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Measuring and Modeling
  • Measuring and Modeling: timeline
  • In their own words: Joachim Kuettner
  • In their own words: T.N. Krishnamurti
  • UCAR at 40
    Who We Are
    Introduction
    One Planet, One Atmosphere
    Between Sun and Earth
    Measuring and Modeling
    When Weather Matters Most
    Spreading the Word
    Knowledge for All
    Looking toward the Future
    UCAR at a Glance
    List of acronyms

    With over six decades of research experience in atmospheric science, Joachim Kuettner has held the UCAR Distinguished Chair for Atmospheric Science and International Research since 1994. Kuettner has led many national and international field projects; most recently, he headed the U.S. project office for the Mesoscale Alpine Project (MAP).

    Today the NSF/NCAR research aircraft roam the world in an ever- broadening series of field projects. In the last five years they have supported about 35 different research programs with increasingly sophisticated instrumentation, developed either in-house or by the on- board experimenters. There are not many atmospheric researchers who have not flown, at one time or another, on NSF/NCAR aircraft. They have learned that you don't really know Earth's atmosphere until you have experienced it personally in flight. For example, during the Monsoon Experiment (1979), the Electra penetrated the monsoon front over the Arabian Sea about two days before it reached India. Our colleagues from India on board, who had devoted a lifetime to monsoon studies, were almost delirious at seeing with their own eyes the inner structure of the phenomenon of their life's work.

    Forty years ago, the founders of UCAR and NCAR envisioned a series of field experiments conducted jointly by the university community and NCAR, using advanced observing facilities of proportions no department could afford. They specifically urged the creation of a comprehensive aviation facility devoted exclusively to basic research rather than—as was customary at that time—chartering available military aircraft on a temporary basis. What was not yet fully anticipated then was the expansion of this facility's use from a national to a truly international scope. This happened when all member countries of the World Meteorological Organization (WMO) agreed to implement GARP, the Global Atmospheric Research Program. Its first field project, the GARP Atlantic Tropical Experiment (GATE) in 1974, was a huge undertaking involving almost 4,000 participants from 70 nations.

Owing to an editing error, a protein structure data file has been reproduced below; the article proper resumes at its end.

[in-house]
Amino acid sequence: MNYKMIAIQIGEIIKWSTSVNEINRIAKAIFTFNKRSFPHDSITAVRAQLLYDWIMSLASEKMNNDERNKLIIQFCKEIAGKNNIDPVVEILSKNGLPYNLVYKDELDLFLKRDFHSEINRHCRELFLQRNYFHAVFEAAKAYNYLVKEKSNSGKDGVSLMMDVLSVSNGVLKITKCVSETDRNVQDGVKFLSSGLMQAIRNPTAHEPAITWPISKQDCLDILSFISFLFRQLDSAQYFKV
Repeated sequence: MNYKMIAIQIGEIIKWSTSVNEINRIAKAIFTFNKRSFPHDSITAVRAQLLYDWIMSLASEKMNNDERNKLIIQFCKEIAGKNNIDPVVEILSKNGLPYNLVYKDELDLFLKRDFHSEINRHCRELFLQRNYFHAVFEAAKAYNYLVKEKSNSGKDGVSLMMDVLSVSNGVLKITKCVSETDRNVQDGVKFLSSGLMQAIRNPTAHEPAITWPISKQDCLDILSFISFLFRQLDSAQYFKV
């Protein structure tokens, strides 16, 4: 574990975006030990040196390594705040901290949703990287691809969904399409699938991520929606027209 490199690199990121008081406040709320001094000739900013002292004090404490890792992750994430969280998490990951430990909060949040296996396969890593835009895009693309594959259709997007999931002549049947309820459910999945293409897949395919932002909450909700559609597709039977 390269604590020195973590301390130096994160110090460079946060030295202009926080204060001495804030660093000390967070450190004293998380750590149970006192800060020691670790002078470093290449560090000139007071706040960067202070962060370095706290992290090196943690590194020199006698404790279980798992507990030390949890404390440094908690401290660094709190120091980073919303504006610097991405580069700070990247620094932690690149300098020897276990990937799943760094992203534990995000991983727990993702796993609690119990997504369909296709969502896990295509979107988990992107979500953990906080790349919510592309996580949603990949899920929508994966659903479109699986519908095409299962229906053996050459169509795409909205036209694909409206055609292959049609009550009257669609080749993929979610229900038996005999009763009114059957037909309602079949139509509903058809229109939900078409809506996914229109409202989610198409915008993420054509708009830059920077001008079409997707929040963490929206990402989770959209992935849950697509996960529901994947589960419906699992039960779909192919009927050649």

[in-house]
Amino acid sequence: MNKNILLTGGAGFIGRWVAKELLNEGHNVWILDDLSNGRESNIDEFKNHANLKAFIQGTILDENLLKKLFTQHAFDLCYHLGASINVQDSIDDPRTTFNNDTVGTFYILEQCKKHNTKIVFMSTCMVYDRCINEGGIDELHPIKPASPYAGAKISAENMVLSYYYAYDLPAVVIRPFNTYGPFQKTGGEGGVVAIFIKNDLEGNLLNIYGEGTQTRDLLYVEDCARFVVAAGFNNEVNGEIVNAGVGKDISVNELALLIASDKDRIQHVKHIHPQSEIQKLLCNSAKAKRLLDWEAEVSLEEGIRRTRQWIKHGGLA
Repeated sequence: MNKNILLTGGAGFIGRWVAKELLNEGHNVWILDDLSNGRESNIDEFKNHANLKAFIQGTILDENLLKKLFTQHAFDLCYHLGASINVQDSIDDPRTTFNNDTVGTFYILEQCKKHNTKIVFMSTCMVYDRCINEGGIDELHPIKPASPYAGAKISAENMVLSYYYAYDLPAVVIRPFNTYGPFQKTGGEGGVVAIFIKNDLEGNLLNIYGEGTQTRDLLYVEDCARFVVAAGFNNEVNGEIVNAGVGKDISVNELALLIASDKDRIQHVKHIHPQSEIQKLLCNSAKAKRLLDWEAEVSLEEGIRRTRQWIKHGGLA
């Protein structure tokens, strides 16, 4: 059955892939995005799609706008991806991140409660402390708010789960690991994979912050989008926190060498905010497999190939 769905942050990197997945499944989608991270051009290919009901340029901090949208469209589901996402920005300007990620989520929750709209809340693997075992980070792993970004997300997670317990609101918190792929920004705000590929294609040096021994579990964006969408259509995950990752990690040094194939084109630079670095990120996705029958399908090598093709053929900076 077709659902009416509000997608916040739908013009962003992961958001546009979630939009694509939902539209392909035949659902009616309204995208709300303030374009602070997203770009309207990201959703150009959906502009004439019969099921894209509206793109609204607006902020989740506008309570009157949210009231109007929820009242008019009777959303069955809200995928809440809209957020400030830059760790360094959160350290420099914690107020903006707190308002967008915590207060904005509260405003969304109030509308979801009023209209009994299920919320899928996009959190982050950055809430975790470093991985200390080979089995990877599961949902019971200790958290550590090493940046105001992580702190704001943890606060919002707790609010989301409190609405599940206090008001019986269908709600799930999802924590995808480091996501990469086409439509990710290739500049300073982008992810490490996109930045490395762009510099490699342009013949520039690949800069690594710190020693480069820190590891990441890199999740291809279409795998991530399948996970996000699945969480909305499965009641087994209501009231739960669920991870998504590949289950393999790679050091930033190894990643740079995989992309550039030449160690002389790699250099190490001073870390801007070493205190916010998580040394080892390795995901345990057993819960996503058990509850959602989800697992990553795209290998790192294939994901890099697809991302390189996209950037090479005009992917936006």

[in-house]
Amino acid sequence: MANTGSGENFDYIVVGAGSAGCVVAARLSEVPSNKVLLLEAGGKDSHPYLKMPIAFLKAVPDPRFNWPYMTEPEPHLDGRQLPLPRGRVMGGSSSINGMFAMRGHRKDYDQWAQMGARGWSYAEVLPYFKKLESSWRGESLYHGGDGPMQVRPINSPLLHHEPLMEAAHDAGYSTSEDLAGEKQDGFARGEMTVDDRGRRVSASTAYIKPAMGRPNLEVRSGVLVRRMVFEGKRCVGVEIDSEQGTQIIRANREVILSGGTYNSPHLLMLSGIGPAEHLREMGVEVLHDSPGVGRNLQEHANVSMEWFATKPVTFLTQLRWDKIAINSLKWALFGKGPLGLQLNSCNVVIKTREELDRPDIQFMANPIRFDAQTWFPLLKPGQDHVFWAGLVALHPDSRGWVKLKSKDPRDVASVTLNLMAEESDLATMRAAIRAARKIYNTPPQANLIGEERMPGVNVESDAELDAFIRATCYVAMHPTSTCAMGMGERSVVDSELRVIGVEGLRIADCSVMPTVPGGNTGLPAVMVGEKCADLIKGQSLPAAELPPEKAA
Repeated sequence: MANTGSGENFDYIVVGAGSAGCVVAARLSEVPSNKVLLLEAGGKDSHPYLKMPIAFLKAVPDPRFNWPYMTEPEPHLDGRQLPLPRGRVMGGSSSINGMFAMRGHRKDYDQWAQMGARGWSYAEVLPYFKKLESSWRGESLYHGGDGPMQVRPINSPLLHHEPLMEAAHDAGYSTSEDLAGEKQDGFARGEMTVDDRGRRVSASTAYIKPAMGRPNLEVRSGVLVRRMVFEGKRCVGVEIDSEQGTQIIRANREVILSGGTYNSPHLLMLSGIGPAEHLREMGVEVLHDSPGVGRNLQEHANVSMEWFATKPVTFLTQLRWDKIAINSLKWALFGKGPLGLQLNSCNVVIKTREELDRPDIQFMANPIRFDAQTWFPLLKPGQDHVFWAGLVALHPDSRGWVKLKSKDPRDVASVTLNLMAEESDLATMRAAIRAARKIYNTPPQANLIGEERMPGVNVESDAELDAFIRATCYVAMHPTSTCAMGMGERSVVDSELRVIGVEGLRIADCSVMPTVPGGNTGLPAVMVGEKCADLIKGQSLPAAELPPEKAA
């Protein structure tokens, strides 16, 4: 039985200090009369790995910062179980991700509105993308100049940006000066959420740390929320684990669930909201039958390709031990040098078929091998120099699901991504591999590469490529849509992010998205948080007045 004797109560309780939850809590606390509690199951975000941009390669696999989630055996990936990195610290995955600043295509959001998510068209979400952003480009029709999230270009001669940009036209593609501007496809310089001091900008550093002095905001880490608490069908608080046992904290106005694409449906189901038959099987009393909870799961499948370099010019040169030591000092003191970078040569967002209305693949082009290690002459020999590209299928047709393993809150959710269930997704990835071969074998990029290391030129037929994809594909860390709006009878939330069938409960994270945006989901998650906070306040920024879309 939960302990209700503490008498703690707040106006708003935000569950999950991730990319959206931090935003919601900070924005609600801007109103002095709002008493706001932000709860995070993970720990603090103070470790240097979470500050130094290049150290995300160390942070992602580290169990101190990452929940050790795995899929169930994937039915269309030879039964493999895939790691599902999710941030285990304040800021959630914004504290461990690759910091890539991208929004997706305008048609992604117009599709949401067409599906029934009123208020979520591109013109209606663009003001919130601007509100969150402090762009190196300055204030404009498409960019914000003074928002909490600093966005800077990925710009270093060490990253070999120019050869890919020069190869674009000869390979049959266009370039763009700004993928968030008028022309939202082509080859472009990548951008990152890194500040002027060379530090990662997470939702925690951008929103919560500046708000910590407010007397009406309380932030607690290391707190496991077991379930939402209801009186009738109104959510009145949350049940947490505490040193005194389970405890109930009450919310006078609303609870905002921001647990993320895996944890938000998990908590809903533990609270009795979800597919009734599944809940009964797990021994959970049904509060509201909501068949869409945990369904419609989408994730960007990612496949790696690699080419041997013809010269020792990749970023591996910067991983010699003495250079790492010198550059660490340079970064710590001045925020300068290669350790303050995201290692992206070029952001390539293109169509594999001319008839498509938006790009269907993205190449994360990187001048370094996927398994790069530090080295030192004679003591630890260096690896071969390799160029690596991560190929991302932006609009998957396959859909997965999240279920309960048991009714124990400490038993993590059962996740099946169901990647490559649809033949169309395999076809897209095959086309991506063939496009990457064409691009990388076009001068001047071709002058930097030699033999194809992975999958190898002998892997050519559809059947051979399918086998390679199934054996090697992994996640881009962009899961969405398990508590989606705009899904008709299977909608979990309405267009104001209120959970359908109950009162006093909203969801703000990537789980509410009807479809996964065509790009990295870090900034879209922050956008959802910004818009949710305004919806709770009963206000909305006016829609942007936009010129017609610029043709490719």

NCAR played a vital role in this complex and difficult project. Among the many worries that I had as the WMO-appointed head of GATE was the daily deployment of the flexible observing systems, such as 13 aircraft, for a host of competing scientific objectives. Should the decision making be done in military fashion, by a "czar," or more democratically, by a mission-planning team? Could such a team act in the short time available—usually about one or two hours?

    Just at the right time, we received an invitation from NCAR to simulate the mission-planning process under scenarios, carefully prepared by Ed Zipser and Dan Rex, containing various kinds of tropical surprises. Some outstanding aviation-experienced scientists from the Soviet Union, France, Germany and the United Kingdom were involved in this splendid exercise. It resulted in the creation of a congenial and efficient mission-selection team that set the standard for practically every international experiment since.

    NCAR's young and enthusiastic GATE team (including Ed Zipser, Peggy LeMone, Bob Grossman, Bill Pennell, and others) cleared up the structure and life cycle of the mysterious, short-lived tropical cloud clusters. We had been puzzled by their huge size on satellite photos, their sudden appearance at apparently random spots over the tropical oceans, and their disappearance within about 12 hours. Through many research flights, the NCAR group discovered that these clusters were nurtured by squall lines that formed in certain phases of easterly waves, thus providing spurts of tropical heat transport.

    Field experiments continue to face a host of critical logistical and operational problems. These are ably handled by JOSS, the UCAR Joint Office for Science Support (under Karyn Sawyer, working with senior planner and operations director Dick Dirks). Through many years of experience, these experts have learned to operate throughout the world while taking care of speedy data processing and distribution during and after the field phase. Furthermore, in developing air- and ground-based instrumentation, NCAR has attained some pioneering achievements, as shown on the preceding pages. In almost 40 years of field experiments, it appears that UCAR and NCAR have just about fulfilled, if not exceeded, the visions and dreams of their founders.

    UCAR at 40
    Who We Are
    Introduction
    One Planet, One Atmosphere
    Between Sun and Earth
    Measuring and Modeling
    When Weather Matters Most
    Spreading the Word
    Knowledge for All
    Looking toward the Future
    UCAR at a Glance
    List of acronyms


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    Executive editor Lucy Warner, lwarner@ucar.edu
    Prepared for the Web by Jacque Marshall
    Last revised: Fri Jan 26 17:18:32 MST 2001